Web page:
This means that flue gases will be less treated and the captured CO2 will contain impurities. As a result, the triple point is reached at a higher pressure and potentially causes corrosion. As such, the industry is looking to develop a standard for acceptable impurities to make CO2 transport safe.

Merzouki expects the first low-pressure design CO2 carriers to be ordered in the second half of this year. Yards would start delivering these from the third quarter of 2025.

“The design is very robust and proven. It’s only a matter of optimisation to make it more economically viable,” he said.

For CO2 transport to shape into a truly global market, there needs to be a high carbon tax.

“Cost is the biggest dilemma in the shipping of CO2 equation. All indicators show that, to make the shipping projects viable, the cost of the carbon traded needs to be above $130 per tonne,” Merzouki said. “Otherwise, it will be cheaper for emitters to pay the carbon and fuel tax instead of disposing of their air waste.”

Fuel choice

As noted, Northern Lights’ carriers will be built to run on LNG with wind-assisted rotor sails. Using LNG and biofuels with cold ironing capabilities in port is essential to keep costs low, according to Merzouki.

Sørhaug expects LNG to remain a popular fuel option for CO2 carrier orders, in line with the broader trend seen across the shipping industry as it looks to decarbonise.

LNG has been the alternative fuel of choice more broadly over several years. Recently, though, methanol has been gaining ground and in 2023 just topped LNG in terms of vessel newbuilding orders. However, the ability of the maritime industry to secure sufficient supplies of green methanol and ammonia remains an open question.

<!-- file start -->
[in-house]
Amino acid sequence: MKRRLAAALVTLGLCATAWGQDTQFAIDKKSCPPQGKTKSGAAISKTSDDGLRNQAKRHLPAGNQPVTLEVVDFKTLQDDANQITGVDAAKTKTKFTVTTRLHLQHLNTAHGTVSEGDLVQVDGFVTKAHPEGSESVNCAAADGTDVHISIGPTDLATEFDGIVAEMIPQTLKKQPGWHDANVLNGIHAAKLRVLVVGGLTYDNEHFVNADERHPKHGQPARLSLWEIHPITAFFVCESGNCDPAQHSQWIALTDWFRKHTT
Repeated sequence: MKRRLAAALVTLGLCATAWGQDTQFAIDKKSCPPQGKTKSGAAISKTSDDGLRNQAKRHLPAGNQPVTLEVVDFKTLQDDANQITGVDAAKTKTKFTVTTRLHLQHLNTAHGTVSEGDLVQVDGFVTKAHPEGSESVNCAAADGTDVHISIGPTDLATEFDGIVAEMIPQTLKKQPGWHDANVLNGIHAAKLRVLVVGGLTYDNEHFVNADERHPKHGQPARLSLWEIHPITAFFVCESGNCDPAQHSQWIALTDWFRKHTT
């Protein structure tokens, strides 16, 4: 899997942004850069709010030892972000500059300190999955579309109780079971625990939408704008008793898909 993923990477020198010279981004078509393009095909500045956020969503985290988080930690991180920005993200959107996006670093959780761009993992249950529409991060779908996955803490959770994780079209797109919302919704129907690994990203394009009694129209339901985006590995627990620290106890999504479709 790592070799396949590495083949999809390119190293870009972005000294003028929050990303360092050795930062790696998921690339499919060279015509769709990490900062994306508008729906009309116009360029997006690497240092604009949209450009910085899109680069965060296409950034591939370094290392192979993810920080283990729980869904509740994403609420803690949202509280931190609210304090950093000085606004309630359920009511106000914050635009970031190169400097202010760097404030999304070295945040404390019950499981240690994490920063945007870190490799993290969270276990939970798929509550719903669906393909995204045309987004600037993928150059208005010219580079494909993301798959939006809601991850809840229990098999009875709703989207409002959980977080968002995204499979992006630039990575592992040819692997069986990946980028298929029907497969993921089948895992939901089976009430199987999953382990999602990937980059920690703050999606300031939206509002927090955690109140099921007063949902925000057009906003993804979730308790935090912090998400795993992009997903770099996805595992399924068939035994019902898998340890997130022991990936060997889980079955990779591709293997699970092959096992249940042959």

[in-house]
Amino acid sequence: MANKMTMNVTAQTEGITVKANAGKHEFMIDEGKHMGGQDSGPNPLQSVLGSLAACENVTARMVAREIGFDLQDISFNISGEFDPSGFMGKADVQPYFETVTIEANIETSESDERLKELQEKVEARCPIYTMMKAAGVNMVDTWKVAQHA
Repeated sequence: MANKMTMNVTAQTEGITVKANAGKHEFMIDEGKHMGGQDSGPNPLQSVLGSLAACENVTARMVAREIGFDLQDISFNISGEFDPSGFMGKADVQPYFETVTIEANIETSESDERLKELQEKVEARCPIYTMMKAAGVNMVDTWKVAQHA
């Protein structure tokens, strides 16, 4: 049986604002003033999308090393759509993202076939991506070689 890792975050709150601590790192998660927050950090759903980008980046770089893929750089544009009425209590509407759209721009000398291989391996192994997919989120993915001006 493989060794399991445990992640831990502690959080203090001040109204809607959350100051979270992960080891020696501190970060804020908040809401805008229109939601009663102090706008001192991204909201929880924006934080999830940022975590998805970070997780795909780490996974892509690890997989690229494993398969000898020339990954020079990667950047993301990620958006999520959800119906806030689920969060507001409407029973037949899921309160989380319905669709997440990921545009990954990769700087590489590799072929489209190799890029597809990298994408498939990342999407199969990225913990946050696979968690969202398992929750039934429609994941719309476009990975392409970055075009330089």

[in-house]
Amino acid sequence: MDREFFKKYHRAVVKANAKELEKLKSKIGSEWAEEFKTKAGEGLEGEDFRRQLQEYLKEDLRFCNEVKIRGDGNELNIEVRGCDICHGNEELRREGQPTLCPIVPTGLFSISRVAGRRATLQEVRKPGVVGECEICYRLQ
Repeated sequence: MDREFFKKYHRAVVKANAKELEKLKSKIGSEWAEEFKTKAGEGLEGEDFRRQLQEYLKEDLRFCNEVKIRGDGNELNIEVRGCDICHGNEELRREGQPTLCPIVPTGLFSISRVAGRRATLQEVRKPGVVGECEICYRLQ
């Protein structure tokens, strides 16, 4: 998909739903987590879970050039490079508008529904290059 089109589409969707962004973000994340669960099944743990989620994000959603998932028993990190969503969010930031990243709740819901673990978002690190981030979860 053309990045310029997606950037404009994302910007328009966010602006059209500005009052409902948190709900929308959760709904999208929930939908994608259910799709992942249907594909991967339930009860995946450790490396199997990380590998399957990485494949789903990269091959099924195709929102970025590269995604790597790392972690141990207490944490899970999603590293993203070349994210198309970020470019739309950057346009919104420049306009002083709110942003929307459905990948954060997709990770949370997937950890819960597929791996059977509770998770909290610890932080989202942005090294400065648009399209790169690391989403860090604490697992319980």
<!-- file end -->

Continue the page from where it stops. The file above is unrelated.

For CO2 carriers in particular, this is significant. Using alternative fuels and other methods to reduce fuel consumption and cut emissions is even more important. Sørhaug explained the sector’s carbon footprint attracts heightened scrutiny, given its role in cutting emissions.

Further innovations may be coming in shipping. Onboard carbon capture and storage (OCCS) would allow ships to continue to use cheaper heavy fuel oil. This is picking up interest, with several research and several pilot projects ongoing.

Liquefied CO2 will play a part as the CCS industry moves beyond the local to the regional. With Northern Lights taking on the first mover risk, CO2 shipping is becoming more viable.

Shipyards are booming. Buying in new CO2 carriers will be expensive, but failure to do so will cripple expansion plans. Projects must consider whether they are more worried by inflation – or missing the boat.